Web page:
Earlier this month, U Thet Tun Oo, senior executive manager at the YSX, said negotiations are in place between the YSX, Central Bank of Myanmar (CBM) and Budget Department to allow government bond trading on the exchange. “However, it is quite difficult to guess when this can start,” he said.

Enacting new and better laws

Meanwhile, a slew of other laws and regulations are due for an overhaul. One of the most anticipated is the Myanmar Companies Act, which was submitted to the Amyotha Hluttaw for approval on July 20. This will replace the existing 1914 legislation under which companies must seek presidential approval to change their names and court approval to change business objectives.

Under the new Myanmar Companies Act, foreigners will also be able to take direct stakes in local companies and trade shares on the YSX. This will help to increase liquidity and provide businesses with much needed access to equity capital for operations and expansion.

Intellectual property laws to protect businesses and encourage innovation have also been drafted in the lower parliament, while legislation around the setting up of an official credit bureau to facilitate bond trading and enable a larger number of businesses to qualify for loans is in the pipeline.

The first-ever credit bureau is expected to launch in Myanmar after receiving the relevant licenses from the CBM within the next 12 months, the International Finance Corporation was reported as saying this month.

While those are all steps towards the right direction, for many businesses and potential investors in Myanmar, the more pressing question is when the new laws will take effect. Cheah Swee Gim, director at law firm Kelvin Chia Partnership, said the New Companies Act could be approved during the next Parliament sitting, possibly as soon as September or October.

If all goes well, the new law will be the second major legislation to be approved this year. In March, the Ministry of Planning and Finance approved the final version of the Myanmar Investment Rules issued under the Myanmar Investment Law 2016.

Under the new law, investments with official permits from the Myanmar Investment Commissiondo not require additional permits, while tax exemptions will be granted for investments in promoted sectors such as infrastructure, healthcare and educational developments.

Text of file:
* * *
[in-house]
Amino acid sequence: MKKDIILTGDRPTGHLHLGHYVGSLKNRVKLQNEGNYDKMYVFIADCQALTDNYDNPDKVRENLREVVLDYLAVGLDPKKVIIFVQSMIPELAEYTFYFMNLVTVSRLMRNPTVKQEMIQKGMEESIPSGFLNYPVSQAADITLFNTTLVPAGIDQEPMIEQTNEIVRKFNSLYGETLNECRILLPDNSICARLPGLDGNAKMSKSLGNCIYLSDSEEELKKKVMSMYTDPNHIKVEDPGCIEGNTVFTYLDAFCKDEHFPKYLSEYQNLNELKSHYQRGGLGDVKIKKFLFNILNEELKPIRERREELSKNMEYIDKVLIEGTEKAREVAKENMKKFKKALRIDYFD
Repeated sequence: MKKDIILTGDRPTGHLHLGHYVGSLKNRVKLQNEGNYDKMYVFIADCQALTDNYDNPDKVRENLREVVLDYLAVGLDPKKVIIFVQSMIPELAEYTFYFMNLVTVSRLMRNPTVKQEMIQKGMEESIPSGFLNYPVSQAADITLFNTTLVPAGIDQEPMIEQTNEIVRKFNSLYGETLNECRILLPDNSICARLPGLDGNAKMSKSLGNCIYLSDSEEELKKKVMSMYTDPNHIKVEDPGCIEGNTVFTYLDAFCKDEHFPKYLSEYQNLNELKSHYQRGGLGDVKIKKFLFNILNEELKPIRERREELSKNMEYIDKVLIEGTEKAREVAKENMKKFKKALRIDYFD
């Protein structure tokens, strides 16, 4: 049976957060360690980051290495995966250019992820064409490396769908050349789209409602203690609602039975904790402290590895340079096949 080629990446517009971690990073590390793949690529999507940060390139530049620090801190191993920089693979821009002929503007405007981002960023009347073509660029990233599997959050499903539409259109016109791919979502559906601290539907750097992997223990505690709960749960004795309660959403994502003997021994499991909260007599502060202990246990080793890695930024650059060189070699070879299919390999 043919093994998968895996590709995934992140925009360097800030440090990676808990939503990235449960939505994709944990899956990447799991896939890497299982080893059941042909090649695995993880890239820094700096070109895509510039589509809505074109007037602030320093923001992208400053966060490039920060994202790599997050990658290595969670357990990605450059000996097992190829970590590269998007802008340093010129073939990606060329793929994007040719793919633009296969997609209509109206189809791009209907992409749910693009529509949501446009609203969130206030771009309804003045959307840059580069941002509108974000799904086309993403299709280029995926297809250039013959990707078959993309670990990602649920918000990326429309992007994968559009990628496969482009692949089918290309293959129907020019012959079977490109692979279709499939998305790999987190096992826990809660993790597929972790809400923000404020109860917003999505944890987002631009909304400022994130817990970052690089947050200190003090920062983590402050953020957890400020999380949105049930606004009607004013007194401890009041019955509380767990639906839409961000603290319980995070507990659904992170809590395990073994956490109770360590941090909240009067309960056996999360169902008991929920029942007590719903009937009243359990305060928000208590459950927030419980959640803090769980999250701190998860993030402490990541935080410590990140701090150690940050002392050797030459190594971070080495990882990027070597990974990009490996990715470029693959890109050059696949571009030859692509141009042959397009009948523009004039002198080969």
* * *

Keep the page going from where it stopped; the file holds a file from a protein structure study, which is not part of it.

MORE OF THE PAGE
Reducing inflation

At a maximum of 13pc, interest rates in Myanmar are among the steepest in the region. While high interest rates deter companies from taking loans, the CBM also prohibits banks from lowering their rates below inflation.

Between 2000 and 2015, average inflation in the country was recorded at 16pc, the highest in the region, according to the ASEAN+3 Macroeconomic Research Office (AMRO).

One reason for high inflation in the country is the large amount of money printed by the CBM to fund the fiscal deficit. Moving forward, the government is aiming to gradually reduce its reliance on the CBM to fund the fiscal deficit. From 2019-20, the target is no recurrent government spending will be funded by the central bank, said Sean Turnell, Economic Adviser to the government.

This fiscal year, the government missed its target of reducing central bank deficit financing to 40pc of the total fiscal deficit. “The reason was that the amount of financing raised from private banks was still below targets in this early stage of Treasury bill and bond market development,” said economists from AMRO.

However, they also said better financial planning and integration of foreign financing into the financial system should set the government on the right path in the years ahead.

Meanwhile, inflation has come down and is expected to come in at 6.8pc in 2016-17, according to AMRO. This, combined with the setting up of a functional credit bureau and a restructuring of the state’s largest banks, will give the banking sector more freedom and flexibility to offer competitively-priced loans that are tailored to the needs of local businesses.

Source : Myanmar Times